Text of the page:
Principal Investigators:

Dev Jayaraman, MD, MSc, FRCPC

The Research Institute of the McGill University Health Centre

Dev Jayaraman is an Associate Professor in the Departments of Medicine and Critical Care at McGill University. He is also the Director of Quality Improvement in both departments and Director of one of the clinical teaching units in the Division of General Internal Medicine. His major research interest is in improving the quality of care provided to in-patients on the medical wards and critical care units, particularly end of life care.

 

Dan Kobewka, MD, MSc

University of Ottawaphoto of Dan Kobewka

Daniel Kobewka is an Assistant Professor in the Department of Medicine, and the School of Epidemiology and Public Health at the University of Ottawa. He is a general internist at the Ottawa Hospital. His research interests are in medical decision making during serious illness and in health systems as they relate to the care of the frail elderly.

 

Jessica Simon, MBChB, FRCPC

University of Calgary
Photo of Jessica Simon
Jessica Simon is Physician Consultant for Advance Care Planning and Goals of Care (Calgary Zone) with Alberta Health Services, and Clinical Assistant Professor and Interim Division Head with the Division of Palliative Medicine, University of Calgary. A specialist in Internal Medicine, her clinical work is as a palliative consultant at the Foothills Medical Centre in Calgary. Before training in palliative medicine she completed clinical research fellowships in dementia and stroke medicine. She is a member of the Canadian Researchers at End-of-Life Network (CARENET), and her research interests are in advance care planning and the care of people living with advanced chronic disease.

 

John You, MD, MSc, FRCPC

McMaster UniversityJohn You

John You is a hospital-based general internist who is a staff physician with Hamilton Health Sciences and an Associate Professor in the Departments of Medicine, and Health Research Methods, Evidence and Impact at McMaster University. He received his BSc from McMaster University, and his MD and an MSc in Clinical Epidemiology from the University of Toronto. He is a member of the CLARITY (Clinical Advances Through Research and Information Translation) research group at McMaster, and an executive member of CARENET (Canadian Researchers at the End-of-Life Network), an interdisciplinary network of health care professionals from across Canada who collaborate to improve palliative and end-of-life care.  His primary clinical and scholarly interests are in improving the quality of end of life communication, decision-making, and care for seriously ill elderly patients and their families.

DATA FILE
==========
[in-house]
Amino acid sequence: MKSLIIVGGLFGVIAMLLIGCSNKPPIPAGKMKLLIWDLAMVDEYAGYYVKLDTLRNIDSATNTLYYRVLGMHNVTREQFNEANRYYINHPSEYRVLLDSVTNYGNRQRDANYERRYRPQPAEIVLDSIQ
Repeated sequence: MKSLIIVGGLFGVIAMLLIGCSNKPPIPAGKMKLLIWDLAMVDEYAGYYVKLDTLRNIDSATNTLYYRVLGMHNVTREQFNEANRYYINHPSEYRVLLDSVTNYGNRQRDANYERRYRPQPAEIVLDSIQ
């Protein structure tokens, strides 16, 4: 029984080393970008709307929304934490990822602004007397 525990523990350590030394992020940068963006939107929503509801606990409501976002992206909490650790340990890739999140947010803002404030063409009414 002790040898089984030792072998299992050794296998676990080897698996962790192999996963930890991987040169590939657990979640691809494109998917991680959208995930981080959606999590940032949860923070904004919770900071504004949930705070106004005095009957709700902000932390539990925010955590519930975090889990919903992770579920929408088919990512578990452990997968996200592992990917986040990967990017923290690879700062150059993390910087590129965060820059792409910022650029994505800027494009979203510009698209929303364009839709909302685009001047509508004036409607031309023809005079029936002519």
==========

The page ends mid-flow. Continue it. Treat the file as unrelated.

Co-Investigators

Dr. James Downar, Co-Investigator, BHSc, MHSc, MDCM
Dr. Robert Fowler, Co-Investigator, MDCM
Dr. Jeff Myers, Co-Investigator, MD, MSed, CCFP
Dr. Aman Nijjar, Co-Investigator, MD
Dr. Irene Ma, Co-Investigator, PhD
Dr. Peter Dodek, Co-Investigator, MD, MHSC
Mr. Peter Allatt, Co-Investigator, MHSc
Dr. Ravi Taneja, Co-Investigator, MD, FRCPC
Dr. Jennifer Kryworuchko, Co-Investigator, PhD, RN, CNCC (C )
Dr. Amanda Roze des Ordons, Co-Investigator, MD, FRCPC

Research Staff

Ms. Seema King, Project Coordinator
Ms. Joceyln Semenchuk, Research Nurse, RN
Ms. Marilyn Swinton, Research Coordinator, MSc
Mr. James Vatistas, Project Manager, BA, DIAt

 

International Collaborators:

Dr. Susan Block, International Collaborator, MD
Dr. Rachelle Bernacki, International Collaborator, MD, MS
Dr. Rebecca Sudore, International Collaborator, MD